How to Calculate Compressed Air Consumption at a Different Inlet Pressure OR Math Doesn’t Lie and Neither Will Your Results

EXAIR Application Engineers field a wide variety of technical assistance questions. Many are quantifiable, and we just need to do a little math.  For instance:

Q. You publish the compressed air consumption of your products assuming a supply pressure of 80psig. What if my supply pressure is different?

A. Compressed air consumption is going to be directly proportional to ABSOLUTE pressure supply. That means you have to add atmospheric pressure of 14.7psia (a=absolute) to your gauge pressure, measured in psig (g=gauged, and zero on the gauge is atmospheric pressure,) and calculate the ratio. For example:

Model 1100 Super Air Nozzle consumes 14 SCFM @80psig. How much will it consume @95psig?

This is good news…if you need that extra amount of flow and force from a little higher pressure supply, you’re still FAR below the air consumption of an open-ended 1/4″ copper tube (33 SCFM @80psig or 38 SCFM @95psig)* or SCH40 pipe (140 SCFM @80psig or 162 SCFM @95psig.)*

*Using the same formula above.  Check my math if you like.  I’m right, but it’ll be good practice.  Those values come from this chart in our catalog, by the way:

Of course, if your application doesn’t need all that flow and force, this formula works the other way too…it, in fact, works in your favor, air consumption-wise.  Consider the savings associated with dialing back your supply pressure.  Let’s say, for instance, you replace a open ended 1/4″ SCH40 pipe with a Model 1100 Super Air Nozzle, regulate the supply down to 55psig, and find that it still does what you need it to:

(Remember, the value you’re solving for is ALWAYS the numerator of the fraction, because…Algebra! )

Now, let’s do just a little more math.  Don’t worry; I’m almost finished.  Plus, this is the part you can show your boss and be the hero.  So, we find out that you’re saving 151.7 SCFM by replacing that open pipe blow off with a Super Air Nozzle, and regulating its supply pressure down from your full line pressure of 95psig to 55psig:

162 SCFM – 10.3 SCFM = 151.7 SCFM saved

You may know your facility’s cost of compressed air generation.  If not, \$0.25 per 1,000 Standard Cubic Feet (SCF) is a reasonable estimate:

151.7 SCFM X 60 minutes/hour X 8 hours/day X 5 days/week X 52 weeks/year =

18,932,160 SCF/year X \$0.25/1,000 SCF = \$4,733.04 annual savings

Now, this is just an example…one in which a \$34.00 (Model 1100 Super Air Nozzle’s current 2014 List Price) product pays for itself before the end of the second day (again, feel free to check my math and see how right I am.)  Keep in mind that your mileage, as they say, may vary, but the math…and our products’ performance…will hold true according to whatever your conditions are.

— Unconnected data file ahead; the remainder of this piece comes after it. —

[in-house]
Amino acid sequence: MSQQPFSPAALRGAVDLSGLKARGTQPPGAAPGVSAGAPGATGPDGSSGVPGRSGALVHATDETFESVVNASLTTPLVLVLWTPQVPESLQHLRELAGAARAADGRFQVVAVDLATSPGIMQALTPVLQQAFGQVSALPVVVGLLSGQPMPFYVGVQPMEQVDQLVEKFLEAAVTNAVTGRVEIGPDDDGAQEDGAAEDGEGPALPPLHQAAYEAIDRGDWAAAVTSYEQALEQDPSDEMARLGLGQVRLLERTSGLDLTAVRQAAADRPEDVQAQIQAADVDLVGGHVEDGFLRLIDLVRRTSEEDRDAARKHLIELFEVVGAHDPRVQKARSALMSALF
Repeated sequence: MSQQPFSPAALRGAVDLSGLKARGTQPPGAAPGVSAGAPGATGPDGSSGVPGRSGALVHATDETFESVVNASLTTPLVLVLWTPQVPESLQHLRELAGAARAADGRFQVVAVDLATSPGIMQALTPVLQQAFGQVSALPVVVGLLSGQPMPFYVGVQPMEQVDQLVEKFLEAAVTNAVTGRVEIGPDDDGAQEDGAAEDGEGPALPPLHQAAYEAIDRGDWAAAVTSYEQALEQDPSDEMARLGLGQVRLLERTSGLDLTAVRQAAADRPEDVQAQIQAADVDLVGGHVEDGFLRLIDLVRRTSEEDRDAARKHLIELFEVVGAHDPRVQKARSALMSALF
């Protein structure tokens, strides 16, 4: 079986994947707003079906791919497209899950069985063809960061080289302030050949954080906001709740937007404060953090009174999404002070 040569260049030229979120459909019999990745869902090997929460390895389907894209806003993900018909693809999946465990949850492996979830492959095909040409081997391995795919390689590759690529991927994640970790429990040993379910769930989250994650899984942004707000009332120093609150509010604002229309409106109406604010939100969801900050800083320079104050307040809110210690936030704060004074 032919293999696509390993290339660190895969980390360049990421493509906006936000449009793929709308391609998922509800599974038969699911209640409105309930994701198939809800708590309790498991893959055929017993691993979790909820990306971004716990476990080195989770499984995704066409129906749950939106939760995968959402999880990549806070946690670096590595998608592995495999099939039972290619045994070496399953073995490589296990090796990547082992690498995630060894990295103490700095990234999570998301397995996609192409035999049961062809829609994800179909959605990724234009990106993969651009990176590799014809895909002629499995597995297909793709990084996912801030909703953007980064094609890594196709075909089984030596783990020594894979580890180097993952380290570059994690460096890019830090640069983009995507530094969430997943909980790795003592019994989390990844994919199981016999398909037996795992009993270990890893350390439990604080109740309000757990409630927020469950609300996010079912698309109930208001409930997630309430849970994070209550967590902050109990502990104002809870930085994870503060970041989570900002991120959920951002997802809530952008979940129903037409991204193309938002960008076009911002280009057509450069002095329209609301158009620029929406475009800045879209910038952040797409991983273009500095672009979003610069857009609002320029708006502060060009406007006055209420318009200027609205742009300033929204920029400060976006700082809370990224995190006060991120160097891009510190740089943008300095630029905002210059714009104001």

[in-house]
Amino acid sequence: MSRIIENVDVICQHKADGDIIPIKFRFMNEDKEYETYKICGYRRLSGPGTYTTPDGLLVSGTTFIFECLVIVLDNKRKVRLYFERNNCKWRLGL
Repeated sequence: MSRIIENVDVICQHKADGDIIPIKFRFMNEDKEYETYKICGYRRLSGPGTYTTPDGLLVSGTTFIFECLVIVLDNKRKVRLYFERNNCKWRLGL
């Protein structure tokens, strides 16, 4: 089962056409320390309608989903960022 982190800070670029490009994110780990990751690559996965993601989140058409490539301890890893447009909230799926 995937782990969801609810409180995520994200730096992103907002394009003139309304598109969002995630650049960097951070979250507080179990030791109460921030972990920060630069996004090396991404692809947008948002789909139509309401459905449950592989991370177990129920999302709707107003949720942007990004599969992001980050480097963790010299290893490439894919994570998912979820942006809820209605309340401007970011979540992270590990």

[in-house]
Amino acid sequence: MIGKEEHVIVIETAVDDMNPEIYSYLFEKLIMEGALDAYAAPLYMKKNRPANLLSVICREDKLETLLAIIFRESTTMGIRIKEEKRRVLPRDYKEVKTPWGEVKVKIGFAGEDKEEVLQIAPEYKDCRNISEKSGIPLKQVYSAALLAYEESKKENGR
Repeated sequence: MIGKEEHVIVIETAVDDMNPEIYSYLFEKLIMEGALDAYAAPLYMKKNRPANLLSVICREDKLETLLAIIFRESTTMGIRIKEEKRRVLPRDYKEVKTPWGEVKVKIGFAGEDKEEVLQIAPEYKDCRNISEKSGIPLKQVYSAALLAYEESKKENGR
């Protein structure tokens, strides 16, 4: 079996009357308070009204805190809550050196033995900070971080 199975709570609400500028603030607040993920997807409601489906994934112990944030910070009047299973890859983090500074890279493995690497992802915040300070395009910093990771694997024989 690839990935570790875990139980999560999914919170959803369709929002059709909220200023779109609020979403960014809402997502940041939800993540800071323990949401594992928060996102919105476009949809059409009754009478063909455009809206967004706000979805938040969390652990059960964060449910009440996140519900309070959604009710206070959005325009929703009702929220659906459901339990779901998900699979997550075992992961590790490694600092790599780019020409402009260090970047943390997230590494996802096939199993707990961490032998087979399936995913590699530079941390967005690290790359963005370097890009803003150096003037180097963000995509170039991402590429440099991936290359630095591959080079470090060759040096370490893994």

How much can you save by using engineered, Intelligent Compressed Air Products from EXAIR?  Call me, and we’ll start the process of finding out.

Russ Bowman
Application Engineer
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4 thoughts on “How to Calculate Compressed Air Consumption at a Different Inlet Pressure OR Math Doesn’t Lie and Neither Will Your Results”

1. Kevin Swayze says:

Your formula makes sense but I think you typo’d when you carried your results down and ended up with a misleading annual savings.
For the calculation of 14 SCFM @80psig increased to 95psig, you got 16.2 SCFM. When you calculated reducing the air to 55psig, you got 10.3 SCFM. When you calculated the difference of the SCFM saved, you left out the decimal in the 16.2 SCFM and typed 162 SCFM ( I don’t see where you got the x 10 multiplier). So in reality your SCFM saved is only 5.9 considering 16.2-10.3 is 5.9.
With this in mind, 5.9 SCFM x 60 minutes/hour x 8 hours/day x 5 days/week x 52 weeks/year is only 736,320 SCFM. If you multiply it by the .25 average facility air generation cost and divide it by 1000 SCF, your annual savings is only \$184.08 not \$4,733.04. (Please feel free to check MY math as well)

1. Kirk Edwards says:

Hi Kevin. Thank you for your comment and for looking at the blog closely. The 162 SCFM referenced is not a multiplier of the nozzle flow – it is the flow from a 1/4″ Schedule 40 pipe at 95 PSIG. Ultimately the solution in this example is a model 1100 air nozzle at 55 PSIG (10.3 SCFM) and compared to the previously mentioned open line. With that in mind, the math is correct.

This blog is a clear example of the “quick fix” open air line which uses exceptionally large volumes of air for an application that can be solved with an efficient, well thought out solution. The savings benefits of an engineered air nozzle are significant.

2. Kevin Swayze says:

Hi Kirk. You are correct. I didn’t catch the 162 for the 1/4″ tube. Thanks for straightening me out.

1. Kirk Edwards says:

Thanks for reading our blog Kevin – if you question anything in the future, please let us know.